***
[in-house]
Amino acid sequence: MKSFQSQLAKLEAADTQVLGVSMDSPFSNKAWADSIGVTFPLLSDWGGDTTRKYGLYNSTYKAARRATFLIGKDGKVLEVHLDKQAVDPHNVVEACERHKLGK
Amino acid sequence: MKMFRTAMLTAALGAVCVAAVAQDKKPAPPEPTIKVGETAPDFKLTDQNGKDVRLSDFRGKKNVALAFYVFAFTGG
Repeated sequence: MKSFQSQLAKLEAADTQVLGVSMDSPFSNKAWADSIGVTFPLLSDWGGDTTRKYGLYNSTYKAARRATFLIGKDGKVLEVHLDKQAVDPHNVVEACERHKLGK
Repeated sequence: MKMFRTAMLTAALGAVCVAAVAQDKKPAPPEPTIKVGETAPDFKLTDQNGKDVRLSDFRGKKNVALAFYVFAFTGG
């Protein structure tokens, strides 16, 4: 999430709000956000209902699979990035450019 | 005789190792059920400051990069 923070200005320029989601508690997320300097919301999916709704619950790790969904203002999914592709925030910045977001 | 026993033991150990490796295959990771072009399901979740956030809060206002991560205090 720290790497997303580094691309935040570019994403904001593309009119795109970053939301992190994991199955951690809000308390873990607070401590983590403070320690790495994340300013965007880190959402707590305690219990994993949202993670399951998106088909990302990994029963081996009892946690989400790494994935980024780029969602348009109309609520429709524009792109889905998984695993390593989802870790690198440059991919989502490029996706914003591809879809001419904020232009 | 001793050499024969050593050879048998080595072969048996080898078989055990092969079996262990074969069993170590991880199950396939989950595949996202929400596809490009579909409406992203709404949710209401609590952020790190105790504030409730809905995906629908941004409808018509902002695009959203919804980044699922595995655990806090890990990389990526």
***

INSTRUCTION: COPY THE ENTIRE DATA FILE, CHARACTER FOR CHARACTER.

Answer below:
[in-house]
Amino acid sequence: MKSFQSQLAKLEAADTQVLGVSMDSPFSNKAWADSIGVTFPLLSDWGGDTTRKYGLYNSTYKAARRATFLIGKDGKVLEVHLDKQAVDPHNVVEACERHKLGK
Amino acid sequence: MKMFRTAMLTAALGAVCVAAVAQDKKPAPPEPTIKVGETAPDFKLTDQNGKDVRLSDFRGKKNVALAFYVFAFTGG
Repeated sequence: MKSFQSQLAKLEAADTQVLGVSMDSPFSNKAWADSIGVTFPLLSDWGGDTTRKYGLYNSTYKAARRATFLIGKDGKVLEVHLDKQAVDPHNVVEACERHKLGK
Repeated sequence: MKMFRTAMLTAALGAVCVAAVAQDKKPAPPEPTIKVGETAPDFKLTDQNGKDVRLSDFRGKKNVALAFYVFAFTGG
């Protein structure tokens, strides 16, 4: 999430709000956000209902699979990035450019 | 005789190792059920400051990069 923070200005320029989601508690997320300097919301999916709704619950790790969904203002999914592709925030910045977001 | 026993033991150990490796295959990771072009399901979740956030809060206002991560205090 720290790497997303580094691309935040570019994403904001593309009119795109970053939301992190994991199955951690809000308390873990607070401590983590403070320690790495994340300013965007880190959402707590305690219990994993949202993670399951998106088909990302990994029963081996009892946690989400790494994935980024780029969602348009109309609520429709524009792109889905998984695993390593989802870790690198440059991919989502490029996706914003591809879809001419904020232009 | 001793050499024969050593050879048998080595072969048996080898078989055990092969079996262990074969069993170590991880199950396939989950595949996202929400596809490009579909409406992203709404949710209401609590952020790190105790504030409730809905995906629908941004409808018509902002695009959203919804980044699922595995655990806090890990990389990526």